Rousselot and Maréchal were both priests, academically trained in the neo-Scholastic way. However, breaking with their predecessors, Rousselot and Maréchal took modern philosophy seriously. Rousselot, influenced by the anti-‘intellectualism’ of Blondel and Henri Bergson, bypassed the neo-Scholastic commentaries on Aquinas and turned to the actual writings of Aquinas himself. In his short career, Rousselot produced two treatises that would change the entire course of Thomistic studies in the 20th century: L’Intellectualism de Saint Thomas (1924) and Pour L’Histoire du probléme de l’amour au moyen-âge (1908). Rousselot sought to recover the historical Aquinas’ epistemology, situating his ideas within their historical context and medieval debate, rather than portraying Aquinas’ ideas through the medium of the 700 year commentary tradition of neo-Scholasticism.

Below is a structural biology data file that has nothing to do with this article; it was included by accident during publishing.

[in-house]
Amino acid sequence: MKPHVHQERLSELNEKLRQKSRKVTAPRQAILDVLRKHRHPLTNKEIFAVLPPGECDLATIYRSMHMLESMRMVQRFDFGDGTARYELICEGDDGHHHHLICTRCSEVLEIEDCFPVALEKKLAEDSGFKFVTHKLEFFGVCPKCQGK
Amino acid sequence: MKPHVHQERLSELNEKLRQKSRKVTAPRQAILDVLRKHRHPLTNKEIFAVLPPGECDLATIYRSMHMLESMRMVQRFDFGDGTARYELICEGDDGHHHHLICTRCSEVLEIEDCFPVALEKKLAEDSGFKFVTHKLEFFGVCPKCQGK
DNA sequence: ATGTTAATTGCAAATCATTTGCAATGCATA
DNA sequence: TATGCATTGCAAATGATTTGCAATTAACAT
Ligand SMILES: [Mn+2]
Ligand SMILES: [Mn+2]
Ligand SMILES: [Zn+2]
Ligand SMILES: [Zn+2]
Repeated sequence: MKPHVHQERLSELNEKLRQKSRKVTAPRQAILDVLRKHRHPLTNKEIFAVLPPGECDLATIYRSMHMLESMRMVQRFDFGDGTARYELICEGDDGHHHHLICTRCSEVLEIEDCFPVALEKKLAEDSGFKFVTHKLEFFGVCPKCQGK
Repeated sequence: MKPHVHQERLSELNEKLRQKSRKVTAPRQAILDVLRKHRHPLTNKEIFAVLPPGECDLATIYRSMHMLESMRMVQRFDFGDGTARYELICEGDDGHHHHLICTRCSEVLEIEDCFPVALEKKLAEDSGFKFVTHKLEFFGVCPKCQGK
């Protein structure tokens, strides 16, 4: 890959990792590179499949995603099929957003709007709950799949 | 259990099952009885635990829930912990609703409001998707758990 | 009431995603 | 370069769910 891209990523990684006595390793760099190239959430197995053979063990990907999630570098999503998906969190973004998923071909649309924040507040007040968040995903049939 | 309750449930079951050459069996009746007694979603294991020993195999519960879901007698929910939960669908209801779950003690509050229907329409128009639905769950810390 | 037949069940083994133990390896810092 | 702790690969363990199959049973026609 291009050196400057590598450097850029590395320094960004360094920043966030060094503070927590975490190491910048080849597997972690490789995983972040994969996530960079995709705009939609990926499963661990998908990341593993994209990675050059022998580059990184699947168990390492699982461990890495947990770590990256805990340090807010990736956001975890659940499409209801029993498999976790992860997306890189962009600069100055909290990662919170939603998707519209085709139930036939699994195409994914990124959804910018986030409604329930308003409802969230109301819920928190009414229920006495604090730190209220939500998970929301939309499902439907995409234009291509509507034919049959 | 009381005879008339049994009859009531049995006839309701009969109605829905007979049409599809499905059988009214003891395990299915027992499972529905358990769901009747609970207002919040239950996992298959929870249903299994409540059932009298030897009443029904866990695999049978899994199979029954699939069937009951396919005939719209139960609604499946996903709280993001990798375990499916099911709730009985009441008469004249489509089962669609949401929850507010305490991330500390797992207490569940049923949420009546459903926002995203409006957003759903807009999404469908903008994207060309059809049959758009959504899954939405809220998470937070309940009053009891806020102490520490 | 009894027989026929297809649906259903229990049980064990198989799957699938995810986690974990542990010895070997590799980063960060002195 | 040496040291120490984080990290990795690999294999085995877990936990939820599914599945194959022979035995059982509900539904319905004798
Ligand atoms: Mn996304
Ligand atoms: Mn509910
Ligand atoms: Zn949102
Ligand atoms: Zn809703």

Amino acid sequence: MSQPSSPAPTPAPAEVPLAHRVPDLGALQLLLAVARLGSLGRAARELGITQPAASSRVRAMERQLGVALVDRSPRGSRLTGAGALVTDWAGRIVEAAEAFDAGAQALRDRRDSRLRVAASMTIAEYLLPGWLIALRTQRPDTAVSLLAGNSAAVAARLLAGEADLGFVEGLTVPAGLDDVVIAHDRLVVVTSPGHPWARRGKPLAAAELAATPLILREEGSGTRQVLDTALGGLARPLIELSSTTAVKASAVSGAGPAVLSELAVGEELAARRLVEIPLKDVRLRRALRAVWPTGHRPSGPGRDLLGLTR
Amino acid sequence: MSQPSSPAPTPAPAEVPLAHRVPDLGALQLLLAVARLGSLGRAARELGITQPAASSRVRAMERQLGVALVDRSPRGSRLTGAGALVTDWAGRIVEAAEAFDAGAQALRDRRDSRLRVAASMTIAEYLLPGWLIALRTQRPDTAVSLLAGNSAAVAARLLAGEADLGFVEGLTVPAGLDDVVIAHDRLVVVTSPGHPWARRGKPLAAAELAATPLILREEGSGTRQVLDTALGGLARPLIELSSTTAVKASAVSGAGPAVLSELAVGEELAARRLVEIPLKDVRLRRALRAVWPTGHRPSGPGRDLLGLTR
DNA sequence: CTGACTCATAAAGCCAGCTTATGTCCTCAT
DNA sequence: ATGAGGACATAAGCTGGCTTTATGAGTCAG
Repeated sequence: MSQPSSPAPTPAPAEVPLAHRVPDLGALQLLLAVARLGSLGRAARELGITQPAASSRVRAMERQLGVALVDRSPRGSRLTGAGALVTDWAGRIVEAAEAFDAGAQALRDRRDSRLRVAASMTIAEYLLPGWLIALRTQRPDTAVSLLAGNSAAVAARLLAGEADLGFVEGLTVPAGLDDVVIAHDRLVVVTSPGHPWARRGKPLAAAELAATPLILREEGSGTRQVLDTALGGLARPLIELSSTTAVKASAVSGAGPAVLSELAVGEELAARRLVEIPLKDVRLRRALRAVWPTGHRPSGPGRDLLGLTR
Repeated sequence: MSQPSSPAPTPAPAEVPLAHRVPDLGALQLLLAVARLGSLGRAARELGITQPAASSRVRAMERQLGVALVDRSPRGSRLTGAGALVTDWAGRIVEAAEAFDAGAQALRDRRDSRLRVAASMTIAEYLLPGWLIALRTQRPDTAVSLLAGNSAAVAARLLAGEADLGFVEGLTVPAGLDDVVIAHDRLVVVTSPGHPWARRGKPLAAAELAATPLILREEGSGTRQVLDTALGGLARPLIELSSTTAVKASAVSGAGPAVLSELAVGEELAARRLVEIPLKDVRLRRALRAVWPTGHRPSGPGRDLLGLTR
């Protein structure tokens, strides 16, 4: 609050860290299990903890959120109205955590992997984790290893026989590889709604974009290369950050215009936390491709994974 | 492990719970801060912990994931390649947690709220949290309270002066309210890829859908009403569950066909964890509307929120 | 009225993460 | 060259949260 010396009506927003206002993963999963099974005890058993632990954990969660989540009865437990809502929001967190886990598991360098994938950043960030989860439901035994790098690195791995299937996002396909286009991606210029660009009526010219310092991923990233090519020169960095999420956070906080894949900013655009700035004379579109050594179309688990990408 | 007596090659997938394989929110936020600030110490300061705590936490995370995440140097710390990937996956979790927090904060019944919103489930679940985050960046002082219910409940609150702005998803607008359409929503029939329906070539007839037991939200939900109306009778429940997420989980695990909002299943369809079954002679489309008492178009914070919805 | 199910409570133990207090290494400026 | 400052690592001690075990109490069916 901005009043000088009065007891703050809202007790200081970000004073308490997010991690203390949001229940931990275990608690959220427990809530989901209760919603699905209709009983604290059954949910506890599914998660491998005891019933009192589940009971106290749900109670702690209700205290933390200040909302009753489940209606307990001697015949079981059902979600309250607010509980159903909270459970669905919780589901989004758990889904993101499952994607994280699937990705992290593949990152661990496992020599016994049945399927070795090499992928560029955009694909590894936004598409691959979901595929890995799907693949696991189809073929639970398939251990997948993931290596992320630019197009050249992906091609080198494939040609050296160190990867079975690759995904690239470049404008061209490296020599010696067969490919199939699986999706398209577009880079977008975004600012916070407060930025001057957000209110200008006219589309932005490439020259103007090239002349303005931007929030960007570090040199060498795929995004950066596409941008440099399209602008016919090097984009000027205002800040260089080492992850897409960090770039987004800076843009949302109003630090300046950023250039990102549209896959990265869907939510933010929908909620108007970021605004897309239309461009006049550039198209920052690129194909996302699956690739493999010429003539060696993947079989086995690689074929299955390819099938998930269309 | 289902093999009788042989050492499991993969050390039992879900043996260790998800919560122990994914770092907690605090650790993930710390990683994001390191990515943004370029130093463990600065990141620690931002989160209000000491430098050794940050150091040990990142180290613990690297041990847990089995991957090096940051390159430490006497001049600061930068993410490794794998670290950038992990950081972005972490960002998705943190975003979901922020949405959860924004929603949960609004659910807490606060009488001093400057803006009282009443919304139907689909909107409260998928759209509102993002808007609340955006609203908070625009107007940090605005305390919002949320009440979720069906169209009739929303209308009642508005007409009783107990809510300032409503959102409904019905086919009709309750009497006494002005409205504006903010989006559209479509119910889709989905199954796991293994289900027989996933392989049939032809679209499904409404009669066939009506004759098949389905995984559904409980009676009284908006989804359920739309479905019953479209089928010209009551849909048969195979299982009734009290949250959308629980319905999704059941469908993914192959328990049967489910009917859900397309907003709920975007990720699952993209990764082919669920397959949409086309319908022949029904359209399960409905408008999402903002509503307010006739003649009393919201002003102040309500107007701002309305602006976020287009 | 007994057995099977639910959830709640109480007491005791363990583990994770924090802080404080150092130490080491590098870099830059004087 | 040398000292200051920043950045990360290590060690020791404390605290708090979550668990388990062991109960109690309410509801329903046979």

Maréchal, though desirous of recovering the Aquinas of history, also took the trajectories of modern philosophy seriously. In particular, he perceived Kant’s critique of pure reason as a formidable and unassailable challenge to theology. In light of the Kantian problematic, Maréchal detected a fundamental need to map out the necessary conditions for the human knowledge of divine revelation in Thomistic terms. His voluminous notes, collated as Le Point de départ de la métaphysique (1944-1949) paved the way for a careful consideration of Aquinas in historical context while adapting Thomistic epistemology to meet the demands of modern philosophical projects. Maréchal’s work became the basis for the later movement known as ‘transcendental Thomism’ whose main proponents were Karl Rahner and Bernard Lonergan.